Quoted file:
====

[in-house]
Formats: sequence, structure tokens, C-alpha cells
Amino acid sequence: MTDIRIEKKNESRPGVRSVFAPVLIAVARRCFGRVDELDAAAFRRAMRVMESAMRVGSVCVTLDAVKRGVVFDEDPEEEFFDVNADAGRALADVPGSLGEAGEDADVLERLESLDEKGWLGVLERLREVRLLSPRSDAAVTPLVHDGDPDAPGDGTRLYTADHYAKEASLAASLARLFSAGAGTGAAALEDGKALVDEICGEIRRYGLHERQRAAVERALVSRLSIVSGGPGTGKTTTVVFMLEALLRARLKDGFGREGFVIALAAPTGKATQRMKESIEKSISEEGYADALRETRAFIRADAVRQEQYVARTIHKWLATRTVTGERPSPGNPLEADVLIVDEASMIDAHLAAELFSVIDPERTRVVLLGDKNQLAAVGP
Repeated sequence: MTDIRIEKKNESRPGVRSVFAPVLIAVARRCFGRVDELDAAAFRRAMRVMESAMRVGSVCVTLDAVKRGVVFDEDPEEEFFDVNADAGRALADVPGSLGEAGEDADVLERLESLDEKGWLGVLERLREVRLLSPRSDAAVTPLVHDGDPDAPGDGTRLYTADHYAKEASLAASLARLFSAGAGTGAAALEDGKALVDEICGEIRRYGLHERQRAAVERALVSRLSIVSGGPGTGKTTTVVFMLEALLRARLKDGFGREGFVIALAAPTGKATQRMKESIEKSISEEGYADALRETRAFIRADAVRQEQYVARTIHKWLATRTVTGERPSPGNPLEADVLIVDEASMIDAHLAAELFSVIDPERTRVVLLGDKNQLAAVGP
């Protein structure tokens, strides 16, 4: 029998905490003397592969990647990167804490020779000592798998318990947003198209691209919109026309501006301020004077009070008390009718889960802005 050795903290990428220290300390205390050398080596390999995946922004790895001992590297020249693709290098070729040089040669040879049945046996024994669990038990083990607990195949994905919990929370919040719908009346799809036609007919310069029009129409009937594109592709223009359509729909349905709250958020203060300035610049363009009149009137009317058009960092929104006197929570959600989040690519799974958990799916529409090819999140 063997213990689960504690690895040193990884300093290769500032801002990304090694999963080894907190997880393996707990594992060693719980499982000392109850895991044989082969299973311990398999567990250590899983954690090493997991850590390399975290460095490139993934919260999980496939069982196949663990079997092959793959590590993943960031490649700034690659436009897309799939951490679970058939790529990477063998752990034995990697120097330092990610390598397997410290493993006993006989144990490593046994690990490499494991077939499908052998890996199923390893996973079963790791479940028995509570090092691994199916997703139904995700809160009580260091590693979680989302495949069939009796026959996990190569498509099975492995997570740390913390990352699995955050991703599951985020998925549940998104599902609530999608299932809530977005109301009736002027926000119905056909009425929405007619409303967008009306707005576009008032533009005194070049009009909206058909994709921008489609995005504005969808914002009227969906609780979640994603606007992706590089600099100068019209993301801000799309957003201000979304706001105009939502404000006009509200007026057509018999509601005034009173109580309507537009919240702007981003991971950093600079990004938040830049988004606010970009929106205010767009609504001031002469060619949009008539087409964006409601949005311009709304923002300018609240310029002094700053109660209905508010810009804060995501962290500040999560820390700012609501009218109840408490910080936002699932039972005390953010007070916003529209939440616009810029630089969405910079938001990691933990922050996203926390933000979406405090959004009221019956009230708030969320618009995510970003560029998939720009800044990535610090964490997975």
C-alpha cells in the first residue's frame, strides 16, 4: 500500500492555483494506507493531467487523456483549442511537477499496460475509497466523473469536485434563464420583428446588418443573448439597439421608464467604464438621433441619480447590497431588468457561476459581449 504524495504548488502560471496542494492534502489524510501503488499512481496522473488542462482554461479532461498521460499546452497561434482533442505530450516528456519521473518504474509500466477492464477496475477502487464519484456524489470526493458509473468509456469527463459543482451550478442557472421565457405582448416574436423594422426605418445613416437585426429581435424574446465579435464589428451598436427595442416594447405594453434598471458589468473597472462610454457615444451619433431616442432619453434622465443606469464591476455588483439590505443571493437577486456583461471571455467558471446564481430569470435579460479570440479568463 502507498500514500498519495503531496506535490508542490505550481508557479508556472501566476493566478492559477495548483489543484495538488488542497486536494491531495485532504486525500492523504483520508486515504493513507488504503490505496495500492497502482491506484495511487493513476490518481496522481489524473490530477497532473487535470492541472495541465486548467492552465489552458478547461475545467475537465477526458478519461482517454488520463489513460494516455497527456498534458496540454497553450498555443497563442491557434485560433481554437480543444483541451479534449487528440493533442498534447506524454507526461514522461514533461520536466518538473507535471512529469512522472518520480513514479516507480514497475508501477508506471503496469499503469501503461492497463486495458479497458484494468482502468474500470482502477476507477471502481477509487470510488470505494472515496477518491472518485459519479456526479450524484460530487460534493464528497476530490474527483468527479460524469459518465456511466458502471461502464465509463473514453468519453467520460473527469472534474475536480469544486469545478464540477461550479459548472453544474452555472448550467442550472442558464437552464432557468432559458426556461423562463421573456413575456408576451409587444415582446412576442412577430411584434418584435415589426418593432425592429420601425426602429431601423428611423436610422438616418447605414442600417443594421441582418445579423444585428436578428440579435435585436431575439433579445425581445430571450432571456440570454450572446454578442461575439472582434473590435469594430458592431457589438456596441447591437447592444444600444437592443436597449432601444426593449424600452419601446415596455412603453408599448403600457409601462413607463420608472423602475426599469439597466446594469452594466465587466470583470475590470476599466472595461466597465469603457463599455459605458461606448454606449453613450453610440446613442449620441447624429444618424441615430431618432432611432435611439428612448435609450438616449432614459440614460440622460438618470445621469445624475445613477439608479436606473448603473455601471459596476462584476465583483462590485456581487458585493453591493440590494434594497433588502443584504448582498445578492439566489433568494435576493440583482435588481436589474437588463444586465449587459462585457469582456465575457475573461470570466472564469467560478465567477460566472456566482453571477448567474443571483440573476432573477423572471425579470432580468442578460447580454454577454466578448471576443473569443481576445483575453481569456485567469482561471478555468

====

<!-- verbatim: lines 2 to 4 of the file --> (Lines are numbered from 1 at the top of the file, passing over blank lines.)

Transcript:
Formats: sequence, structure tokens, C-alpha cells
Amino acid sequence: MTDIRIEKKNESRPGVRSVFAPVLIAVARRCFGRVDELDAAAFRRAMRVMESAMRVGSVCVTLDAVKRGVVFDEDPEEEFFDVNADAGRALADVPGSLGEAGEDADVLERLESLDEKGWLGVLERLREVRLLSPRSDAAVTPLVHDGDPDAPGDGTRLYTADHYAKEASLAASLARLFSAGAGTGAAALEDGKALVDEICGEIRRYGLHERQRAAVERALVSRLSIVSGGPGTGKTTTVVFMLEALLRARLKDGFGREGFVIALAAPTGKATQRMKESIEKSISEEGYADALRETRAFIRADAVRQEQYVARTIHKWLATRTVTGERPSPGNPLEADVLIVDEASMIDAHLAAELFSVIDPERTRVVLLGDKNQLAAVGP
Repeated sequence: MTDIRIEKKNESRPGVRSVFAPVLIAVARRCFGRVDELDAAAFRRAMRVMESAMRVGSVCVTLDAVKRGVVFDEDPEEEFFDVNADAGRALADVPGSLGEAGEDADVLERLESLDEKGWLGVLERLREVRLLSPRSDAAVTPLVHDGDPDAPGDGTRLYTADHYAKEASLAASLARLFSAGAGTGAAALEDGKALVDEICGEIRRYGLHERQRAAVERALVSRLSIVSGGPGTGKTTTVVFMLEALLRARLKDGFGREGFVIALAAPTGKATQRMKESIEKSISEEGYADALRETRAFIRADAVRQEQYVARTIHKWLATRTVTGERPSPGNPLEADVLIVDEASMIDAHLAAELFSVIDPERTRVVLLGDKNQLAAVGP